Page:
Adages about lies, damned or otherwise, and their relationship to statistics are often used to imply a disingenuousness on the part of the accused. But as anyone in a data-heavy industry (and these days, that is most people) will tell you, it is never as simple as counting a complete and consistent dataset.
As the rise of ‘big data’ shows, datasets are rarely easily found, marshalled or analyzed. It can take complex software, some lateral thinking and a lot of manpower to compile datasets that are comprehensive, consistent and comparable.1
Moreover, it is becoming harder rather than easier to do so. Privacy laws are making it more burdensome to collect personal data, even as people’s online lives become more intricate than ever before. In the financial world, the same is true: an increasing number of corporate entities are shielded from regulatory or reporting obligations, even as their corporate structures are more complicated than ever before. The relative reporting burdens on different countries, industries and entities can make any financial dataset into a patchwork quilt, making it hard to draw concrete conclusions.
A prime example is the alternative assets industry; a key financial sector, it now holds almost $9tn in assets under management.2 Yet very few industry participants have mandatory reporting requirements. This is despite the industry having a tangible impact on the wider financial ecosystem: alternative assets funds are of a size to compete with corporate and strategic investors for acquisitions; venture capital funds have helped foster a booming global tech ecosystem; real estate and infrastructure funds build, run and maintain iconic and vital buildings, bridges and tunnels.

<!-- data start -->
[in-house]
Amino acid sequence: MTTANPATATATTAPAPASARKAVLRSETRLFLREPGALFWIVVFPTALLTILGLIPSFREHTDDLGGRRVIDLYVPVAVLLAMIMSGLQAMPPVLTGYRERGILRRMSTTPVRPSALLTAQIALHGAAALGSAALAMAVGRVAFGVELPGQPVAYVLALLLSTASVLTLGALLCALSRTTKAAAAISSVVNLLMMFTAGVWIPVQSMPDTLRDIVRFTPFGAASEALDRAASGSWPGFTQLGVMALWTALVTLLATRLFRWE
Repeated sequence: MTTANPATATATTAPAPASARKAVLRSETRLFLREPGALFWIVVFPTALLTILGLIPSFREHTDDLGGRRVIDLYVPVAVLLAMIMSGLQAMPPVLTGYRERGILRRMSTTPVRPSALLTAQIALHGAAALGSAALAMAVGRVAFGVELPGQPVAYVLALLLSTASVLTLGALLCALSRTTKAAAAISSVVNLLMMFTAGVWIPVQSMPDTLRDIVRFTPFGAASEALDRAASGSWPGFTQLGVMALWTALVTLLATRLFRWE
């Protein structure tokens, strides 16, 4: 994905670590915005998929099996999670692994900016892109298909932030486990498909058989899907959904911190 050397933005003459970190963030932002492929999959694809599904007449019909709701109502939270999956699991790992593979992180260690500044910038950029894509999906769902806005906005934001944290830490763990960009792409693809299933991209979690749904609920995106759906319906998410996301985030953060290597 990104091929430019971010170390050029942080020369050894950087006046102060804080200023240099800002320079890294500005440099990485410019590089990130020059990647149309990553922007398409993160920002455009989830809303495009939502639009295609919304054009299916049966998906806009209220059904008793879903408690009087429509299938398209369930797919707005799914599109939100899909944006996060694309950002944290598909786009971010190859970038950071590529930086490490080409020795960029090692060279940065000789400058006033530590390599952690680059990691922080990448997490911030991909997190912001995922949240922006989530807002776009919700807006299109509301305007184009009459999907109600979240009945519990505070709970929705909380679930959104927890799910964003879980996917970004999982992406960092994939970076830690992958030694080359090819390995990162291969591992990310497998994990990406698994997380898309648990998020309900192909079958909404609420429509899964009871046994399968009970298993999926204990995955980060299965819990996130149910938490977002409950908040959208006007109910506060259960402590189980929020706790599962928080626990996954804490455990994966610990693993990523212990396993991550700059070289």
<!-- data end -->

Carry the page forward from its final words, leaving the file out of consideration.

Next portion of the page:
Pension funds, insurance companies and government agencies all invest in alternative assets, and so their success or failure can impact even the personal finances of individuals. The high stakes involved create a need for reliable, accurate and ethical data. Investors in alternative assets need to be able to make decisions with access to the best available information. Fund managers must be able to place their activities in the fullest possible context. Regulators, commentators and analysts must be given an accurate assessment of the industry in order to effectively manage or analyze the industry.
At the same time, though, the nature of the industry makes the challenge of collecting and organizing such data significantly more difficult than in almost any other financial sector. It can be hard to know how to trust any data provider when they tell you they know the “truth.” How can they claim to have all the information? Where have they gathered it from? And how are they distilling these disparate data points into a semblance of reality? What assumptions have gone into their models?
In this series of blogs, we discuss some of the issues that face companies seeking to gather financial data, and how their processes and assumptions can affect the intelligence on which financial decisions are made.
1There is a large body of academic study into the challenges of processing and studying large and complex datasets. See particularly Chen, Zhang 2014 A Survey on Big Data, and Boyd, Crawford 2011 Critical Questions for Big Data.
2According to the 2018 Preqin Alternative Assets Performance Monitor, the industry holds assets under management of $8.81tn as at the end of March 2018.
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